US Doubts Returning to Iran Nuclear Deal Is Possible

Khamenei: US acting cowardly, malicious

It wasn’t so long ago that the US was reportedly close to rejoining the Iran nuclear deal, and diplomats were saying many of the terms had been worked out. Now, the US is growing pessimistic, suggesting that the return may be politically impossible.

Biden Administration spin is heavily on the incoming Iranian government, and predictions that they’ll be hard to deal with. The real issue, however, is very much on the American side, and restoring US trustworthiness in the deal after the Trump era.

The real issue is that the US never implemented its sanctions relief requirements under the deal, then unilaterally withdrew from the deal, then continued to undermine its implementation for the rest of the P5+1 for years.

Thus, it’s considered desirable to get the US back into the deal, but to quote Iran’s Supreme Leader Ayatollah Ali Khamenei “they once violated the nuclear deal at no cost by exiting it. Now they explicitly say that they cannot give guarantees it would not happen again.”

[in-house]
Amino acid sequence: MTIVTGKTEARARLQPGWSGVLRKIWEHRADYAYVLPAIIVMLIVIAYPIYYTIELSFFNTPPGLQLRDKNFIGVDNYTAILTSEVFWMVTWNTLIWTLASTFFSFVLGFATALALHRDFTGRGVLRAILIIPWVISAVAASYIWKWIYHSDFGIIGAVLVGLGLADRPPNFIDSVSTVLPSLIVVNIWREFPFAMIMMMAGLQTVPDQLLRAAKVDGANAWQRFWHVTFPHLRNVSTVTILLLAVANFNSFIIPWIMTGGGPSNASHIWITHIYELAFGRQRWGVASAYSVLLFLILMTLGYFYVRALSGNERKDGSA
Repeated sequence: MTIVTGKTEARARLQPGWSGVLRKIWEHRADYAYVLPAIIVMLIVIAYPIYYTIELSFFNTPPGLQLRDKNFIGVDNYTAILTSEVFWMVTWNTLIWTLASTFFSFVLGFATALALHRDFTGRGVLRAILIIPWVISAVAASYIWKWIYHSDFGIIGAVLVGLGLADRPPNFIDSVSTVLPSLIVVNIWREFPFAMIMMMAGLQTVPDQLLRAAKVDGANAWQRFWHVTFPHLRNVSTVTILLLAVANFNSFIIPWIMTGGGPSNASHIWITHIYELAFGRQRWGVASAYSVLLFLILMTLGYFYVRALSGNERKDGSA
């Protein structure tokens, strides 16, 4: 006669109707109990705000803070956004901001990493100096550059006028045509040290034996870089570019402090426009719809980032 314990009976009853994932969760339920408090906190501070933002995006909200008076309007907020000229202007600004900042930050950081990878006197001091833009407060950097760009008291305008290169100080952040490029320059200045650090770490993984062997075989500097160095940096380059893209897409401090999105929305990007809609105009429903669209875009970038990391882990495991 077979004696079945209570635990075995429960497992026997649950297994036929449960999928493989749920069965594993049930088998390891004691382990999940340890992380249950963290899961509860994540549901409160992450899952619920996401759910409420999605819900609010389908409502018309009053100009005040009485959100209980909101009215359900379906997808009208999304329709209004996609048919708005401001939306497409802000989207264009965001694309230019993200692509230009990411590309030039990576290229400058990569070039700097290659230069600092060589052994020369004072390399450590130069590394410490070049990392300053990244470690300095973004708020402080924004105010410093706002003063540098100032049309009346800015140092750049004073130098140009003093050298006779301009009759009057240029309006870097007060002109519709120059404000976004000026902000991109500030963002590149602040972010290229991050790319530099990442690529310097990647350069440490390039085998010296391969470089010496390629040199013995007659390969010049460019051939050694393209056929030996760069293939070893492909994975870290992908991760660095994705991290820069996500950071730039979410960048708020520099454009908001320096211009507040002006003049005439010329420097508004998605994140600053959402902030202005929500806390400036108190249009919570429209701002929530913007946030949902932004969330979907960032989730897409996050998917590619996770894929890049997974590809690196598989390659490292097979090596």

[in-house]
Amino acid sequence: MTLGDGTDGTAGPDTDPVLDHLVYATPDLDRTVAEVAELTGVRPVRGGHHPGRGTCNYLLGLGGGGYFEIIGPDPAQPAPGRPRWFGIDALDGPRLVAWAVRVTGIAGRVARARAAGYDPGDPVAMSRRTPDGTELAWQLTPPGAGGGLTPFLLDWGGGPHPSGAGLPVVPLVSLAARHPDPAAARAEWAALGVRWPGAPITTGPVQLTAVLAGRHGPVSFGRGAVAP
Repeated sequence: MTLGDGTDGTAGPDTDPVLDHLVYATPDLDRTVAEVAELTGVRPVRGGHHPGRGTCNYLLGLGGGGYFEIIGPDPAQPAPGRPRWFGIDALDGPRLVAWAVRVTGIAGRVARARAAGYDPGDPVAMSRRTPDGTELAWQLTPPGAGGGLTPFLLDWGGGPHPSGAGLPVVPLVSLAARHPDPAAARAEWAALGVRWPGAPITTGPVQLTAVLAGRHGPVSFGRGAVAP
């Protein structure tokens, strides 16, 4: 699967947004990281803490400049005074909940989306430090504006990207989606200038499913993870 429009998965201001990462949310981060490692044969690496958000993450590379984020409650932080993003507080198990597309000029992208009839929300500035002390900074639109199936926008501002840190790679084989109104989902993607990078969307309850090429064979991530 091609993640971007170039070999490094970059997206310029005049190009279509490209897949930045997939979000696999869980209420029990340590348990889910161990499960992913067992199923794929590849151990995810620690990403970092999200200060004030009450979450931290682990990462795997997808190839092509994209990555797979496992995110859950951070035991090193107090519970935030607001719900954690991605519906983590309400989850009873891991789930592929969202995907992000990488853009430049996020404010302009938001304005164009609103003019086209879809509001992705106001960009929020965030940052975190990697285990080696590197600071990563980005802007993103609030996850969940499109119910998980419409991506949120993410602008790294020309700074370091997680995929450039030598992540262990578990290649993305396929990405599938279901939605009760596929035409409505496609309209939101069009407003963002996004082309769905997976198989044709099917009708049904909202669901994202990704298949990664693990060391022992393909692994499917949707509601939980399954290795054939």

That’s the main stumbling block: Iran wants specific assurances that if the US returns to the deal, they promise not to just unilaterally leave it again. US negotiators say that would be politically impossible for them, since anti-Iran Congressmen will want the US to retain the option to just bolt from the deal at the next possible convenience.

Khamenei sees this as the US acting “cowardly and maliciously,” and making the deal’s restoration a lot harder than it needs to be.

Indeed, it’s not hard to see the US gearing up talks to fail, and trying to spin everything to be Iran’s fault. They’re already blaming a new government that isn’t in power yet, and have been pushing suddenly to make conventional missiles an issue, even though the effort had been to keep things focused on the nuclear issue.

Author: Jason Ditz

Jason Ditz is Senior Editor for He has 20 years of experience in foreign policy research and his work has appeared in The American Conservative, Responsible Statecraft, Forbes, Toronto Star, Minneapolis Star-Tribune, Providence Journal, Washington Times, and the Detroit Free Press.